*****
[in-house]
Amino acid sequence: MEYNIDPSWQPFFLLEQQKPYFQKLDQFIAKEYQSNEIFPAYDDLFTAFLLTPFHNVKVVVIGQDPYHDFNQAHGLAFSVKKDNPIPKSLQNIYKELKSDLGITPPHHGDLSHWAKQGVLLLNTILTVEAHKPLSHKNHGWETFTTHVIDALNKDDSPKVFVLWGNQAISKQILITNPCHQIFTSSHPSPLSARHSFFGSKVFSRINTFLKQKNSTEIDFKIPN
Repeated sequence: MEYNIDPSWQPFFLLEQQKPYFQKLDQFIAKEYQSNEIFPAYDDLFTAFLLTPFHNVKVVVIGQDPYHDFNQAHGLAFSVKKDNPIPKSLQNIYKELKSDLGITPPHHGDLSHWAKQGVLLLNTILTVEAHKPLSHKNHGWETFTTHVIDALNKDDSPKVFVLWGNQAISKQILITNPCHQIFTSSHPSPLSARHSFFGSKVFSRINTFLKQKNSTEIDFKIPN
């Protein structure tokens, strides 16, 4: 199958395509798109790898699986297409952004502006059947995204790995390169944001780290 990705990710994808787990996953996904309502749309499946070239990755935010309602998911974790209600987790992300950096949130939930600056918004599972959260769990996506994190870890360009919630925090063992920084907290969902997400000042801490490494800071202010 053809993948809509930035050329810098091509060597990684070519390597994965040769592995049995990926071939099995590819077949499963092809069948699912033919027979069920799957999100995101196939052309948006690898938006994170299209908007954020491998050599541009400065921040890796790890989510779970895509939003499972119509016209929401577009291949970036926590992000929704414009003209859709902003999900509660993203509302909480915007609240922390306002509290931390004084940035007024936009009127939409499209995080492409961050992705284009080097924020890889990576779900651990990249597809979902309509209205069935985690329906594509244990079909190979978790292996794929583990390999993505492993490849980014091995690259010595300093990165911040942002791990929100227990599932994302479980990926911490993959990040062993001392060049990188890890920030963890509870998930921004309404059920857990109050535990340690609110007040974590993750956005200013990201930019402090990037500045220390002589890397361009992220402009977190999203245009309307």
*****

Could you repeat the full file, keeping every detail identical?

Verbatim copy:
[in-house]
Amino acid sequence: MEYNIDPSWQPFFLLEQQKPYFQKLDQFIAKEYQSNEIFPAYDDLFTAFLLTPFHNVKVVVIGQDPYHDFNQAHGLAFSVKKDNPIPKSLQNIYKELKSDLGITPPHHGDLSHWAKQGVLLLNTILTVEAHKPLSHKNHGWETFTTHVIDALNKDDSPKVFVLWGNQAISKQILITNPCHQIFTSSHPSPLSARHSFFGSKVFSRINTFLKQKNSTEIDFKIPN
Repeated sequence: MEYNIDPSWQPFFLLEQQKPYFQKLDQFIAKEYQSNEIFPAYDDLFTAFLLTPFHNVKVVVIGQDPYHDFNQAHGLAFSVKKDNPIPKSLQNIYKELKSDLGITPPHHGDLSHWAKQGVLLLNTILTVEAHKPLSHKNHGWETFTTHVIDALNKDDSPKVFVLWGNQAISKQILITNPCHQIFTSSHPSPLSARHSFFGSKVFSRINTFLKQKNSTEIDFKIPN
């Protein structure tokens, strides 16, 4: 199958395509798109790898699986297409952004502006059947995204790995390169944001780290 990705990710994808787990996953996904309502749309499946070239990755935010309602998911974790209600987790992300950096949130939930600056918004599972959260769990996506994190870890360009919630925090063992920084907290969902997400000042801490490494800071202010 053809993948809509930035050329810098091509060597990684070519390597994965040769592995049995990926071939099995590819077949499963092809069948699912033919027979069920799957999100995101196939052309948006690898938006994170299209908007954020491998050599541009400065921040890796790890989510779970895509939003499972119509016209929401577009291949970036926590992000929704414009003209859709902003999900509660993203509302909480915007609240922390306002509290931390004084940035007024936009009127939409499209995080492409961050992705284009080097924020890889990576779900651990990249597809979902309509209205069935985690329906594509244990079909190979978790292996794929583990390999993505492993490849980014091995690259010595300093990165911040942002791990929100227990599932994302479980990926911490993959990040062993001392060049990188890890920030963890509870998930921004309404059920857990109050535990340690609110007040974590993750956005200013990201930019402090990037500045220390002589890397361009992220402009977190999203245009309307």